The inscrutable Asians that have brought China from a devastated post-war Communist peasant disaster to what’s arguably the world’s most dynamic economy while supplying western educational institutions with the majority of those on the dean’s list, aren’t as intelligent as people like William Dudley http://nailheadtom.blogspot.com/2014/01/fed-big-wig-admits-ignorance.html and Janet Yellen. Markets without central government supervision always create excesses. Without control America’s consumer society would be submerged in cheap beer, distressed blue jeans and flip phones.

6 Nathan W January 11, 2016 at 6:20 am

I think it is fair to ask whether the growth is “real” growth if it is funded by debt. What would growth be if debt-funded growth were to stop?

I am very supportive of the notion that there are times and contexts where governments can do much good for both short- and long-term growth by various forms of investment. But the proof is always in the pudding. What happens when the deficit financing stops? Has the economy actually achieved higher than baseline potential, or was it just a waste of money? I don’t think ideological perspectives (the most common ones) are very useful, since it very much depends on the nature and timing of the spending.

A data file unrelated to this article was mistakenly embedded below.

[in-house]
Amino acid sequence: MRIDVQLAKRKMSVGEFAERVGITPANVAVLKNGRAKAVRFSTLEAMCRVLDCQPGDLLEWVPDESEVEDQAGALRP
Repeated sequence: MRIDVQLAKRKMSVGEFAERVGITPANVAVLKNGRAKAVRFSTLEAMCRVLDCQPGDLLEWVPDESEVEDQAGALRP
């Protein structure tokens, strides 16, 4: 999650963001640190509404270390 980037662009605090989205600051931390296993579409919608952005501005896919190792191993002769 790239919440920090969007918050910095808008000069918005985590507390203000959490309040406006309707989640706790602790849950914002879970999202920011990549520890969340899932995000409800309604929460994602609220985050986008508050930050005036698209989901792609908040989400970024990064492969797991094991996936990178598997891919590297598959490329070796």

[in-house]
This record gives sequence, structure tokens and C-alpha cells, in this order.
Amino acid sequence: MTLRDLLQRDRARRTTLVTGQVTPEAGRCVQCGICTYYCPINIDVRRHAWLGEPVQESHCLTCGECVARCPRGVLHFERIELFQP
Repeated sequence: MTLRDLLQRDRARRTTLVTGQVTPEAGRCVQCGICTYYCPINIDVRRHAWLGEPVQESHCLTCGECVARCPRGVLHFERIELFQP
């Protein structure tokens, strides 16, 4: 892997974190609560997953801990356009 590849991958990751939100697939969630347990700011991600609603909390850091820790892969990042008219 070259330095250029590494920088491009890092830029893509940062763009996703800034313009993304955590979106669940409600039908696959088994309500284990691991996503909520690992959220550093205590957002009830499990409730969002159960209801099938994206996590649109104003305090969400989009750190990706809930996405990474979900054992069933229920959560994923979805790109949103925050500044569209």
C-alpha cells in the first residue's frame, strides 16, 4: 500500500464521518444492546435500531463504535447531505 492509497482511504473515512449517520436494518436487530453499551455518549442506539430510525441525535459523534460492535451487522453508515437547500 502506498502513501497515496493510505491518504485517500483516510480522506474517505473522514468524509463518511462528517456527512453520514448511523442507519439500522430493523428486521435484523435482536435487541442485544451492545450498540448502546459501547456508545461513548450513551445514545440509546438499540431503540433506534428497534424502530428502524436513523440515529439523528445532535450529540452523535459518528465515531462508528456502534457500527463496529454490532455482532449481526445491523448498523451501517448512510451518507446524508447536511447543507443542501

I applaud TC for taking a strong position on this one. People have been naysaying the Chinese for a very long time now, and the Chinese have proved them all wrong, but this miracle cannot continue for eternity. The folks who have been beating the China pessimist drum for a decade or longer can hardly look smart when the eventuality of a recession finally comes to pass, but this is a new prediction, and not apparently driven by ideological disposition to doubt the use of anything related to government management within an economy. Anyways, we will soon see who is right this time as well.

7 罗臻 January 11, 2016 at 9:06 am

Most China bears (aside from the anti-communists and anti-CCP expats from China) point to the 2008 stimulus and at least Li Keqiang agrees. Articles out this weekend blamed the 2008 stimulus again, comparing that debt fueled Keynesian effort to the more Austrian market clearing approach taken in 1998 when they literally took factories apart and scrapped them to deal with overcapacity.